A judge has blocked the publication of blueprints for parts of a gun that can be made by a 3D printer and, it is claimed, would be undetectable.
The Trump administration had previously given the go-ahead for the online publication of the plans, which show how to make a firearm from printable parts.
The gun's components can be made with a printer that uses plastic instead of ink. Layers of plastic are built up until they make three-dimensional plastic pieces.
The company behind the plans, Defense Distributed, reached an agreement with the federal government in June allowing it to make the plans for the guns available for download, starting this week.
It would have allowed anyone with access to a printer to potentially build a lethal weapon, which opponents say cannot be seen by a metal detector or tracked to a licence holder.
But US District Judge Robert Lasnik has now issued an order that prevents that, for now.
The right to access the blueprints was originally forbidden by the State Department after the printable gun was invented in 2013 by a gun-rights activist Cody Wilson.
A four-year legal battle followed between digital weapons publisher Defense Distributed, pro-gun activists the Second Amendment Foundation and the federal government, which concluded with a surprise decision that US citizens can "access… use and reproduce" the plans.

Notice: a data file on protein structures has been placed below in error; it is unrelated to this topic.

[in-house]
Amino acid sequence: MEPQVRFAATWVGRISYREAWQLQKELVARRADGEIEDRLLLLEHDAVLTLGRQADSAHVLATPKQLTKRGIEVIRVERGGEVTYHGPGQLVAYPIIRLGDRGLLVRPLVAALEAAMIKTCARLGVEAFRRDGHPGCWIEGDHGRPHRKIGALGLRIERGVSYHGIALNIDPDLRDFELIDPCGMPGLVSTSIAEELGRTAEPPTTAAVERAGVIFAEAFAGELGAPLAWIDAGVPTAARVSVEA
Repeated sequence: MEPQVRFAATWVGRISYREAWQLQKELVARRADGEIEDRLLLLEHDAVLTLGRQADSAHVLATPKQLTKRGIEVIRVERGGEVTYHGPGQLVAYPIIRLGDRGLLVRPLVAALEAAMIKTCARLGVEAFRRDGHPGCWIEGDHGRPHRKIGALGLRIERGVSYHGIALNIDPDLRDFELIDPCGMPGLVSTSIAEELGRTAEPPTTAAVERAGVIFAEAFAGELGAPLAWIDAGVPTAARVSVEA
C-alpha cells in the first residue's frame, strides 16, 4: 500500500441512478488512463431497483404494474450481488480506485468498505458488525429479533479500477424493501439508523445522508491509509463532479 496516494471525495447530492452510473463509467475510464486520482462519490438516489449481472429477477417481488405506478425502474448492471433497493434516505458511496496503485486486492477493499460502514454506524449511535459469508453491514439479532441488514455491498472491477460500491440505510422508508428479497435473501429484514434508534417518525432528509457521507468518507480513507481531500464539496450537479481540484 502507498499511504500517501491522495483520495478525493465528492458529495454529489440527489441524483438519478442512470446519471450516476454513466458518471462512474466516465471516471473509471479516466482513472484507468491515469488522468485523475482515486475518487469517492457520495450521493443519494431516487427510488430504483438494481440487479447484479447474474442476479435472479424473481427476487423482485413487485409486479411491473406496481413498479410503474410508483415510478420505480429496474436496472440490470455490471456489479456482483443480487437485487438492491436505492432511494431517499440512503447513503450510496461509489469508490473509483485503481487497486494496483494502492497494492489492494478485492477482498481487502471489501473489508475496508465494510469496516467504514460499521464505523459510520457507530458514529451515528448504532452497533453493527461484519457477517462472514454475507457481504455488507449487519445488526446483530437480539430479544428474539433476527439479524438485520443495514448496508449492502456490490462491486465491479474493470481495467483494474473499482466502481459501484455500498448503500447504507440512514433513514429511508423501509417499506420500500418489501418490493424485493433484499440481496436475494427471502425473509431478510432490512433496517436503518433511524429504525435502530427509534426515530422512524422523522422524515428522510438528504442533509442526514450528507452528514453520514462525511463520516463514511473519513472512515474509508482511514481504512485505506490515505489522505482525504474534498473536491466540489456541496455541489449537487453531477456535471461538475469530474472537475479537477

It has been reported that, although the blueprints were supposed to be made available from Wednesday, they were released early and have already been downloaded thousands of times.
At a news conference on Tuesday, Connecticut Senator Richard Blumenthal said that if President Trump did not block sale, blood was "going to be on his hands".
The US president appeared to agree with the concerns when he tweeted he was "looking into" the issue of the guns and had spoken to the National Rifle Association about it.
He added that it didn't "seem to make much sense!".
Other Republicans have also expressed concern, with Alaska Senator Lisa Murkowski tweeting: "Even as a strong supporter of the Second Amendment – this is not right."
Washington state attorney general Bob Ferguson had announced on Monday that he would be suing the State Department to get it to change its mind on the so-called "ghost guns".
In a statement, Mr Ferguson said: "These downloadable guns are unregistered and very difficult to detect, even with metal detectors, and will be available to anyone regardless of age, mental health or criminal history."
The NRA said in a statement that "anti-gun politicians" and some members of the news media had been wrongly claiming 3D printing technology would "allow for the production and widespread proliferation of undetectable plastic firearms."
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A 1988 federal law – drafted with NRA support – barred the manufacture, sale or possession of an undetectable firearm.
But Eric Soskin, a lawyer for the US Justice Department, told Tuesday's federal hearing in Seattle, the government had reached a settlement with Defense Distributed because the regulations were designed to restrict weapons that could be used in war, and the online guns were no different from the weapons that could be bought in a store.